Richmond Parents Monthly (Sept 2005)
by gayla mills
Across the country, second language programs are on the rise for preschool and elementary age children. Teachers and parents are responding to research that shows the many benefits of learning languages early. Though these programs are still hard to find in the Richmond area, there are several steps that parents can take to help their children become bilingual.
Why worry about a second language now when your child will likely choose a language in middle and high school as you did? Because younger children appear able to benefit more from early language exposure. Studies show that the earlier children learn a second language, the better. There is a window of opportunity for optimum brain enhancement, and younger brains are wired for early language learning. A two-year old brain, for example, has twice as many synapses as an adult brain. Young children develop better pronunciation than those who are exposed to a language later on. They also tend to be less inhibited and less afraid to make mistakes, so they take the risks necessary in learning a new language.
There are several benefits of learning a second language. Research from the Center for Applied Linguistics, based in Washington, D.C., suggests that children who learn a second language are more creative and better at solving complex problems than those who do not. Bilinguals outperform monolinguals on both verbal and nonverbal tests of intelligence and tend to achieve higher scores on standardized tests. And as they get older, those who can speak another language can communicate with more people, travel abroad more easily, and have a competitive edge in the workplace.
How do you choose what language your child will study? For the 5 million preschoolers where a language other than English is already being spoken at home, the decision has already been made. All parents need do is continue speaking that language to their child at home. For those parents who are themselves monolingual, the choice of languages may come down to what's available.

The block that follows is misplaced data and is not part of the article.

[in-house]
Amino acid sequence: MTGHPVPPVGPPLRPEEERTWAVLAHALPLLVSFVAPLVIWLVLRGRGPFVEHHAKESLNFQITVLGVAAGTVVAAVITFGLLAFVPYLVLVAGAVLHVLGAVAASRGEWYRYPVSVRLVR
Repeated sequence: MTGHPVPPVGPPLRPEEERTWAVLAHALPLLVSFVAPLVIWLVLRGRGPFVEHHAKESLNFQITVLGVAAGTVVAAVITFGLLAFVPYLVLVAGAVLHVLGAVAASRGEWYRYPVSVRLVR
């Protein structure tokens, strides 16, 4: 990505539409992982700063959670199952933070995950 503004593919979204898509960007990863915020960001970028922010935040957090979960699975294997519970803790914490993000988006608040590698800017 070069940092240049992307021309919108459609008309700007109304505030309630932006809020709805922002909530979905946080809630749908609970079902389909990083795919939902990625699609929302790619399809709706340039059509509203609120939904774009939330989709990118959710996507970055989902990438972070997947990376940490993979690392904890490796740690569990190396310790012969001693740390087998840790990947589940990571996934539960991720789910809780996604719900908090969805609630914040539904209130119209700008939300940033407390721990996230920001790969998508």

In the Richmond area, Spanish is the most common foreign language spoken and the most commonly taught in the earlier grades. Programs at the high school level are also available in French, German, Japanese, and Russian, though they still don't recognize two languages that are growing in importance to Americans: Mandarin and Arabic. Given the current push in the schools to intensify and diversify foreign language instruction, parents will likely have more options in the future for choosing from a diversity of languages.
At the preschool level, there are at least two programs in the Richmond area that offer Spanish instruction: Precious Times day care center, where native Venezuelan Lucy Gregory teaches kids in the 3 year old classroom, and Richmond Montessori School, which offers Spanish at both the early childhood and elementary education levels.
According to teacher Lucy Gregory, repetition is the key to helping children learn a language. She speaks Spanish to her 3 year olds daily, often repeating the same words or phrases in both English and Spanish. In addition to hearing counting and instructions, the kids also sing familiar songs in Spanish, such as the ABC or the Itsy Bitsy Spider songs. Jayla Townes, a precocious 2 year old, surprised mom Stephanie Starling when she came home from Precious Times one day counting in Spanish. Now Stephanie wants to do whatever she can to encourage her daughter to learn Spanish. "What I'm looking for is a program on the weekend where someone can do the one-on-one. Because this is the time that she's going to learn."